A federal sex trafficking trial got under way this week, revealing an unforgiving and dark side of the Keys most are fortunate enough never to see.
Testimony given by a now-16-year-old girl, a former resident at the Florida Keys Children's Shelter on Plantation Key, Wednesday explains how she said she was introduced into a world of prostitution and violence, allegedly, by a man who was tasked with protecting her.
That man, Ricky Atkins, 29, is accused of convincing the girl and her then-16-year-old friend and housemate at the shelter to run away on Aug. 15, 2014, and become prostitutes in Miami-Dade County. Prosecutors say he drove the girls to a Cutler Bay Motel 6, where his alleged associate, Sandra Simon, waited to put them to work having sex with more than a dozen adult men over the course of a few days.
Before getting to the motel, Atkins allegedly took the girls to a house in Homestead to "be tested," meaning to have sex with men. The girl testified she was forced to have sex with three men at the house that night.
Atkins faces life in prison if convicted of either one count of conspiracy to engage in sex trafficking of minors or two counts of sex trafficking of minors. He pleaded not guilty. Simon pleaded guilty to the same charges and agreed to testify against Atkins for a lighter sentence.
Atkins worked at the Children's Shelter for three years when the alleged crimes occurred. His job was to mentor the facility's at-risk children.
The girl, who is not named because of her age and that she is a likely victim of sexual assault, also told a jury this week that she witnessed a man get shot in the process of an armed robbery in Little Havana.
"I heard a shot. I saw the man fall to the ground, and 8-Ball and his friend told me to get into the car, and I did."
8-Ball is Robert Munoz, 26. The girls were with Munoz and Claudia Gomez, 23, a Homestead stripper, when they were found by police in Sarasota County in late August.
The girls went with Gomez and Munoz on Aug. 20 after having a falling out with Simon. The girl testified Wednesday that before leaving Simon, they had several "prostitution dates" with multiple men at the Motel 6 and Simon would collect the proceeds and give the money to Atkins when he visited the motel.
She said she also intended to be a prostitute while traveling with Gomez and Munoz, but unlike with Atkins and Simon, she and her friend would be allowed to keep the money they were paid.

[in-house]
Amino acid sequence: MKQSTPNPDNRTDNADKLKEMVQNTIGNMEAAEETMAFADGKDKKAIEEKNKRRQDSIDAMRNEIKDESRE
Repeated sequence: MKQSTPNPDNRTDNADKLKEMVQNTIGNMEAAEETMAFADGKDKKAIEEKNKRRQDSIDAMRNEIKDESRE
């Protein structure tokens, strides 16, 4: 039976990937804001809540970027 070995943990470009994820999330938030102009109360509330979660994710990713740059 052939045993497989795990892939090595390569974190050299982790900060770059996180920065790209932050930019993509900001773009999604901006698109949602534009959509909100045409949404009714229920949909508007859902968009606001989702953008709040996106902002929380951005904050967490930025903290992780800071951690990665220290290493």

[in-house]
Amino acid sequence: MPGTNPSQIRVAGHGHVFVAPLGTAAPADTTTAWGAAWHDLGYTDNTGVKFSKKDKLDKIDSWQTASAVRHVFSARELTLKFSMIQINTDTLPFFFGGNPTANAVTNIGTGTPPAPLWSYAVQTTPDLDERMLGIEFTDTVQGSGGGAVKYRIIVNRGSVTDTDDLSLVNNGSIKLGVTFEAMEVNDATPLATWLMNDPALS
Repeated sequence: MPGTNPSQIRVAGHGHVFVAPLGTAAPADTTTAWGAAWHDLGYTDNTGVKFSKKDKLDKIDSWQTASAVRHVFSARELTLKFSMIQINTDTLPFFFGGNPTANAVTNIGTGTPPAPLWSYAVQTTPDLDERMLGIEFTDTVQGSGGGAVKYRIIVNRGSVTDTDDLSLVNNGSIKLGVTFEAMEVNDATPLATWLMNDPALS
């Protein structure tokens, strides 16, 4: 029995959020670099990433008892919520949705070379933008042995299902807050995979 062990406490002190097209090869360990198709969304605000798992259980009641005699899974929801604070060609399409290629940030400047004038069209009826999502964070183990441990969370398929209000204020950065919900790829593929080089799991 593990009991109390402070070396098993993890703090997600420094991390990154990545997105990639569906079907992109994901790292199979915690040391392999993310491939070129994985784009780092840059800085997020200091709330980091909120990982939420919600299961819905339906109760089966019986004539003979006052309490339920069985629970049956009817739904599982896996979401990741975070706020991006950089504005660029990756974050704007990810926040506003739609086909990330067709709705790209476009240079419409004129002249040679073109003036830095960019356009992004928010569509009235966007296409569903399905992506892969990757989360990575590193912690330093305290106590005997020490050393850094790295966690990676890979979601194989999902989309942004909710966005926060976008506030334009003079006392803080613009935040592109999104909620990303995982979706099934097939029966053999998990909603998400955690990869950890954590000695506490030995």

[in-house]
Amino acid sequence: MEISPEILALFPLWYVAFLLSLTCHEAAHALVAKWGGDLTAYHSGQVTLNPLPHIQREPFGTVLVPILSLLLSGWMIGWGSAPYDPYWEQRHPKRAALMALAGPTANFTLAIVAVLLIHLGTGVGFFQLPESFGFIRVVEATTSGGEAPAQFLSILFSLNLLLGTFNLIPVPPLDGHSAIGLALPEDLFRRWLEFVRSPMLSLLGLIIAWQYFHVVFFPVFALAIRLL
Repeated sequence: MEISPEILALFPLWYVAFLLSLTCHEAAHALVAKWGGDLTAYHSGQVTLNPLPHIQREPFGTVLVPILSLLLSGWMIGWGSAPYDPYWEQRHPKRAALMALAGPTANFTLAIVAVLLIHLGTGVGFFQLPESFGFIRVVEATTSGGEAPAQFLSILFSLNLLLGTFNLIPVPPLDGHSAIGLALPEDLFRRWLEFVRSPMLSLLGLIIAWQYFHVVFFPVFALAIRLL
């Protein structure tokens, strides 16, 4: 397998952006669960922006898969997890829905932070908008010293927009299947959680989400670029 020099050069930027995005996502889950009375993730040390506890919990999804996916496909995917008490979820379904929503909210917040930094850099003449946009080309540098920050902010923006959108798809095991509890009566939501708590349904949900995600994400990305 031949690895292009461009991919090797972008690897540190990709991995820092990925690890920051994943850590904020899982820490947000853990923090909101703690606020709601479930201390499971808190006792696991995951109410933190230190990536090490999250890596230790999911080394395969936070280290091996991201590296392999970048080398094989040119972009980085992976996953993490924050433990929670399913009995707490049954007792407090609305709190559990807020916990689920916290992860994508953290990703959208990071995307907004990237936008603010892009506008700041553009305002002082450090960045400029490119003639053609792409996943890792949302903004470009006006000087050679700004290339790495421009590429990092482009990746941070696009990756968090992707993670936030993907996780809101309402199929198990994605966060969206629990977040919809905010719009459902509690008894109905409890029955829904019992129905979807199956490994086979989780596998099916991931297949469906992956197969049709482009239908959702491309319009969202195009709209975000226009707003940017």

Their journey with Gomez and Munoz ended the night of Aug. 24 after the couple got into a road-rage incident and crashed into a car driven by a woman who they accused of cutting them off. The girls got out of the car and ran to a Walgreens drug store "because we didn't want to be prostitutes anymore. We were done."
It's not clear after searching court records if Munoz was ever arrested or charged in relation to the shooting, which happened in Miami-Dade County some time between Aug. 20 and 24, 2014.
For the road-rage crash, Gomez initially faced two counts each of aggravated battery and child abuse, one count of driving with a suspended license and a charge of driving under the influence. Only the latter two charges stuck.
Munoz was arrested on two felony counts of aggravated battery and two child abuse counts. All four counts were dismissed Sept. 26, 2014, in Sarasota County.
During a break in the trial Tuesday, Atkins told a U.S. marshal guarding him that Munoz "shot a man and is out running around, and I'm in here."
Atkins' defense attorney Alex Michaels contends the girls ran away without prompting by his client, and they willfully became prostitutes, not out of fear of Atkins. Michaels grilled the girl on the stand after she told Assistant U.S. Attorney Elina A. Rubin-Smith that she "was attracted" to Atkins while she lived at the shelter and willfully engaged in oral sex with him one night after he caught her running away.
"You did this on your own because you're a sweet, innocent girl from Iowa," Michaels said, mocking the girl for earlier telling Rubin-Smith that she went "from being a sweet little girl for the most part to being a prostitute, and that's a lot to take in." She lived in Iowa before coming to the Keys with her mother and stepfather.
She said she was regularly beaten by her mother, at the encouragement of her stepfather, and that's how she ended up at the shelter.
When the girls were taken back to the shelter, they waited for a few days before telling police Atkins took them to Dade. The girl testified that she hesitated because she knew Atkins was close to his children and she didn't want him to lose them.
"That's one thing he always talked about, how important his kids were to him," the girl said.
The trial is scheduled to continue at the federal courthouse in downtown Miami on Wednesday at 12:45 p.m. in front of Judge Marcia G. Cooke.